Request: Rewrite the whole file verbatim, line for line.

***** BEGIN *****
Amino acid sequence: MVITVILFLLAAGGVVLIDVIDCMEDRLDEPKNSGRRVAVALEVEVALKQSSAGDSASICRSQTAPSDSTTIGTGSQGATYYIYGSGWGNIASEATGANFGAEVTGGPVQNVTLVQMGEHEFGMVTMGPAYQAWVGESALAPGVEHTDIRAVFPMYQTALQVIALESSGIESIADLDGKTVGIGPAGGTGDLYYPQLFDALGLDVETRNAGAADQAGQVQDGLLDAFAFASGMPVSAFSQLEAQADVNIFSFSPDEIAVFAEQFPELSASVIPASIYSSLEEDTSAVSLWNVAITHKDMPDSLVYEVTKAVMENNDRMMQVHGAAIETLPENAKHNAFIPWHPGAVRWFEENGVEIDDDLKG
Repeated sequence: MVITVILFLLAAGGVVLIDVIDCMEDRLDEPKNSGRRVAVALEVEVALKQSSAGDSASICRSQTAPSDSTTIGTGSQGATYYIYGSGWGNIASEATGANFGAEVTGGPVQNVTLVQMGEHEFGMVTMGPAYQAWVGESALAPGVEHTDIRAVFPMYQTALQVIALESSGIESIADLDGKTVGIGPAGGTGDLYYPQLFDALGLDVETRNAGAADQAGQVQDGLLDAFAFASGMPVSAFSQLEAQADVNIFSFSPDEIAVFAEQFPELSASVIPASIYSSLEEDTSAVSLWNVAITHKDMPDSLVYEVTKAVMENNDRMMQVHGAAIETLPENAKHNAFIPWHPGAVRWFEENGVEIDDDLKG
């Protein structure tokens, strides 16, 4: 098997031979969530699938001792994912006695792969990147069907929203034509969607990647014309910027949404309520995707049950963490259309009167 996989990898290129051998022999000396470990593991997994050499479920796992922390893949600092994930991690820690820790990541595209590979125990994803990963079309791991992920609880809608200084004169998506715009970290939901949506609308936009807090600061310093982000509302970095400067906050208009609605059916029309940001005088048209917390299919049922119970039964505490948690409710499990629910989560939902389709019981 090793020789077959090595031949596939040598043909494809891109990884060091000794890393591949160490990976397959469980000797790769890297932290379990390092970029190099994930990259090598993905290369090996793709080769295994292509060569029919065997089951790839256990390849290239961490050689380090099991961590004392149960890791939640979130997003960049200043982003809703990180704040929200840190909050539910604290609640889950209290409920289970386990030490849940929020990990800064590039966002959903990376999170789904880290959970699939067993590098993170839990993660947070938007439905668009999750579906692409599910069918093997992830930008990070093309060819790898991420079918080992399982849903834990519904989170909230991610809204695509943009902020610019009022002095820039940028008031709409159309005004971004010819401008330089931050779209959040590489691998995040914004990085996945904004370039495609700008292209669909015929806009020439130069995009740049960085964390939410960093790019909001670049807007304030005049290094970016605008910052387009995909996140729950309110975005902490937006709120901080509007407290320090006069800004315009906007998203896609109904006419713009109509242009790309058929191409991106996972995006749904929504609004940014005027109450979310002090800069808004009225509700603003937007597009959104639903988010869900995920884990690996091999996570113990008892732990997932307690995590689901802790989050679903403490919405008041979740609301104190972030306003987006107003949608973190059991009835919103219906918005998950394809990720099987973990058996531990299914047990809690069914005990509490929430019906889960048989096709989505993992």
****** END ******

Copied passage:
Amino acid sequence: MVITVILFLLAAGGVVLIDVIDCMEDRLDEPKNSGRRVAVALEVEVALKQSSAGDSASICRSQTAPSDSTTIGTGSQGATYYIYGSGWGNIASEATGANFGAEVTGGPVQNVTLVQMGEHEFGMVTMGPAYQAWVGESALAPGVEHTDIRAVFPMYQTALQVIALESSGIESIADLDGKTVGIGPAGGTGDLYYPQLFDALGLDVETRNAGAADQAGQVQDGLLDAFAFASGMPVSAFSQLEAQADVNIFSFSPDEIAVFAEQFPELSASVIPASIYSSLEEDTSAVSLWNVAITHKDMPDSLVYEVTKAVMENNDRMMQVHGAAIETLPENAKHNAFIPWHPGAVRWFEENGVEIDDDLKG
Repeated sequence: MVITVILFLLAAGGVVLIDVIDCMEDRLDEPKNSGRRVAVALEVEVALKQSSAGDSASICRSQTAPSDSTTIGTGSQGATYYIYGSGWGNIASEATGANFGAEVTGGPVQNVTLVQMGEHEFGMVTMGPAYQAWVGESALAPGVEHTDIRAVFPMYQTALQVIALESSGIESIADLDGKTVGIGPAGGTGDLYYPQLFDALGLDVETRNAGAADQAGQVQDGLLDAFAFASGMPVSAFSQLEAQADVNIFSFSPDEIAVFAEQFPELSASVIPASIYSSLEEDTSAVSLWNVAITHKDMPDSLVYEVTKAVMENNDRMMQVHGAAIETLPENAKHNAFIPWHPGAVRWFEENGVEIDDDLKG
């Protein structure tokens, strides 16, 4: 098997031979969530699938001792994912006695792969990147069907929203034509969607990647014309910027949404309520995707049950963490259309009167 996989990898290129051998022999000396470990593991997994050499479920796992922390893949600092994930991690820690820790990541595209590979125990994803990963079309791991992920609880809608200084004169998506715009970290939901949506609308936009807090600061310093982000509302970095400067906050208009609605059916029309940001005088048209917390299919049922119970039964505490948690409710499990629910989560939902389709019981 090793020789077959090595031949596939040598043909494809891109990884060091000794890393591949160490990976397959469980000797790769890297932290379990390092970029190099994930990259090598993905290369090996793709080769295994292509060569029919065997089951790839256990390849290239961490050689380090099991961590004392149960890791939640979130997003960049200043982003809703990180704040929200840190909050539910604290609640889950209290409920289970386990030490849940929020990990800064590039966002959903990376999170789904880290959970699939067993590098993170839990993660947070938007439905668009999750579906692409599910069918093997992830930008990070093309060819790898991420079918080992399982849903834990519904989170909230991610809204695509943009902020610019009022002095820039940028008031709409159309005004971004010819401008330089931050779209959040590489691998995040914004990085996945904004370039495609700008292209669909015929806009020439130069995009740049960085964390939410960093790019909001670049807007304030005049290094970016605008910052387009995909996140729950309110975005902490937006709120901080509007407290320090006069800004315009906007998203896609109904006419713009109509242009790309058929191409991106996972995006749904929504609004940014005027109450979310002090800069808004009225509700603003937007597009959104639903988010869900995920884990690996091999996570113990008892732990997932307690995590689901802790989050679903403490919405008041979740609301104190972030306003987006107003949608973190059991009835919103219906918005998950394809990720099987973990058996531990299914047990809690069914005990509490929430019906889960048989096709989505993992």